Part of my Heart will Always be in Taiwan

taiwan-mapAs I immerse myself into rebuilding a life in Michigan, there are times when I miss my friends from Taiwan. In the six years of my life there, there were so many special people that entered my life:  students, colleagues, neighbors, store owners, and coffee shop customers. Through email, Facebook, and Skype, I’m able to keep in touch with many. And I have many mementos from many of them. And in spite of all the good intentions, the connections aren’t as strong as they were when I was living there. I still catch up with a few people here and there, but the daily connections have largely been transferred back to the people here in the US.

However, I still get some really nice surprises. A few weeks ago, a student who became a friend and stayed involved in my life beyond our teacher/student relationship contact me. She sent me a file on Facebook that she wanted me to read. It was an autobiography that she was doing for one of her classes. She focused on her family, and most of what was written there I knew about, although there were a few new details that were new to me. Dante’s parents are divorced, but she does an amazing job of being part of both families that allows her to be an integral part of both.

Here is the first part of her story.

100_0635My name is Dante Chiang. I am a girl who loves cute stuff, watching cartoons, and playing video games (and I enjoy every part of it). Besides all of these, I want to tell you my so-far story. This may not be the usual way to begin, but I want to share with you the three families who make up who I am.

When I was 11 my parents got divorced, and since that time, I have been living with my father, my granny and my younger brother. My father and my granny try their best to take good care of me and my brother; however, because my brother is about 10 years younger than I am, and because of my father’s busy career, I have to help them to do house chores, baby sit my brother and also take good care of myself. I started to do part time jobs after high school just so that I could help support myself and not have them worry about me. I’ve worked in a steak house and a stand as a server; I’ve worked at the Bank of Taiwan, helping with student loans. I’ve also worked in a fishing market, and since my freshman year in college, I have been working part-time in MCU’s General Affairs office.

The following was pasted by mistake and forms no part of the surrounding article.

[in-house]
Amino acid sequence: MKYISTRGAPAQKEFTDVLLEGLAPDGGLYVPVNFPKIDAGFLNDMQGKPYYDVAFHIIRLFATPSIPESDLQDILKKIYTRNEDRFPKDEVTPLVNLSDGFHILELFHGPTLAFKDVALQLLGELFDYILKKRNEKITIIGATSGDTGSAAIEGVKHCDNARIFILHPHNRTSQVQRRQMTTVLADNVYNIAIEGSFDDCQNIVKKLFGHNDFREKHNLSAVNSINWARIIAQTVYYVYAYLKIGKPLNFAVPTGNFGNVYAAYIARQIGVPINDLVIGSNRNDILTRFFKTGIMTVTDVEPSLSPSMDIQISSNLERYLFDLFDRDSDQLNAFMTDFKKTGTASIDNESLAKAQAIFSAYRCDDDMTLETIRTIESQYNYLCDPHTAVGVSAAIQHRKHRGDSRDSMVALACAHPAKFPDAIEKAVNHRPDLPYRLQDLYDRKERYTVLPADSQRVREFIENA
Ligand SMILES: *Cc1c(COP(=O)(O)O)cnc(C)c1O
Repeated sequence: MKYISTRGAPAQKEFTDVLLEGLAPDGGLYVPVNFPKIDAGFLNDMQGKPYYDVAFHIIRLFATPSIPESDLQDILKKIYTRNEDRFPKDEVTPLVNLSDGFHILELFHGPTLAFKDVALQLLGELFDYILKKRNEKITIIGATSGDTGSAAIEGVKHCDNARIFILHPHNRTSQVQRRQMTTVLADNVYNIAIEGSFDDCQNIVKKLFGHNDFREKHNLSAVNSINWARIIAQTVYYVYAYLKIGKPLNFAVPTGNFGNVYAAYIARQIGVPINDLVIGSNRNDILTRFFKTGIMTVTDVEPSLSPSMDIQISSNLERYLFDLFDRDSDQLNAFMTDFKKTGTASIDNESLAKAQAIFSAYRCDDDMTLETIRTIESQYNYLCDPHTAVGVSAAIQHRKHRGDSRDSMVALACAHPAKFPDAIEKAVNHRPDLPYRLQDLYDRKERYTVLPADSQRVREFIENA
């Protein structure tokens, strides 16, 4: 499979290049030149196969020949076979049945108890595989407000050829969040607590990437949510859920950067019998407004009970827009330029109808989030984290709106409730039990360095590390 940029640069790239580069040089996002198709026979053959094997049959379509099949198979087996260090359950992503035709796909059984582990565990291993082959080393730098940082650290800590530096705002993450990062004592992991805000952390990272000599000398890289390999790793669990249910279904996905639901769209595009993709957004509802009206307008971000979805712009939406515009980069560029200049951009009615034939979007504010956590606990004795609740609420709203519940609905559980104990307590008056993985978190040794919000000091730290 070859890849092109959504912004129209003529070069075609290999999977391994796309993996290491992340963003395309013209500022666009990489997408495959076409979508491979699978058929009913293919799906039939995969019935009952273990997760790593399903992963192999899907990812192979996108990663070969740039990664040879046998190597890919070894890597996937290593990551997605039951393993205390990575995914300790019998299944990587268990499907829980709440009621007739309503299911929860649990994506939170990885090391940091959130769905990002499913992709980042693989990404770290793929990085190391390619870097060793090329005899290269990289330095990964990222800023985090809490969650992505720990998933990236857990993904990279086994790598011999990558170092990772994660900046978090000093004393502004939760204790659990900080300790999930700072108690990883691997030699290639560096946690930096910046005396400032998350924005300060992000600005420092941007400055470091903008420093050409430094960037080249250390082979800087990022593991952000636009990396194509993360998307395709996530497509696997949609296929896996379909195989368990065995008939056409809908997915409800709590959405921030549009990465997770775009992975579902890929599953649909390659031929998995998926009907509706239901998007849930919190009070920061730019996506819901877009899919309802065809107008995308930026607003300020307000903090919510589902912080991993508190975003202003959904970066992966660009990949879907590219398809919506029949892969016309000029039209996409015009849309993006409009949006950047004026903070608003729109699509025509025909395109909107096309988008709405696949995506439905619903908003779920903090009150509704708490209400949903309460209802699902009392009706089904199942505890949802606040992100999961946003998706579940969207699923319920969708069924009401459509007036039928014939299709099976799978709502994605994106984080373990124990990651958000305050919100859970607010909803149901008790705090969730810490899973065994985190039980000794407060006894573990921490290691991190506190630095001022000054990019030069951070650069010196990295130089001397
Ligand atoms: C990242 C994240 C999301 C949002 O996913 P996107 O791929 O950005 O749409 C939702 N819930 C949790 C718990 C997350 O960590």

My father’s house is located in a small fishing village in Keelung, facing the Pacific Ocean and backed with mountains. Because of the fine natural environment, the local schools often have their students out for field trips, teaching them about the local ecosystem and how to protect their hometown’s environment. And I was one of those students. As a result, I am a nature lover and an animal lover. When I was a high school student, I rescued a kitten, abandoned by his mother, and kept him as my own pet and as a friend. Ever since his appearance, I became a cat lover. As a result of these experiences, I learned to take care of not only people but also animals, and I learned the way to ease people’s worries.

My second family consists of my mother and my younger sister, who is now studying in nursing school. My mother raises my sister and provides her a nice, warm home. Although my parents are divorced, my mother still shows her care for me. She calls me regularly and answers my calls whenever I need her. She encourages me to be strong and independent  like she is so that I can sail through my problems without any tears. I admire her as a mother and as a woman.

Although she wants me to be strong, my mother also encourages me to follow my interests and passions. When I was 18, my choices were military school in order to support my father financially, or study in a regular college and major in what interested me. My mother’s advice was: “Don’t think too much. Just choose what you love. I will be here and help you.” And, I am here. In a regular college, majoring in English.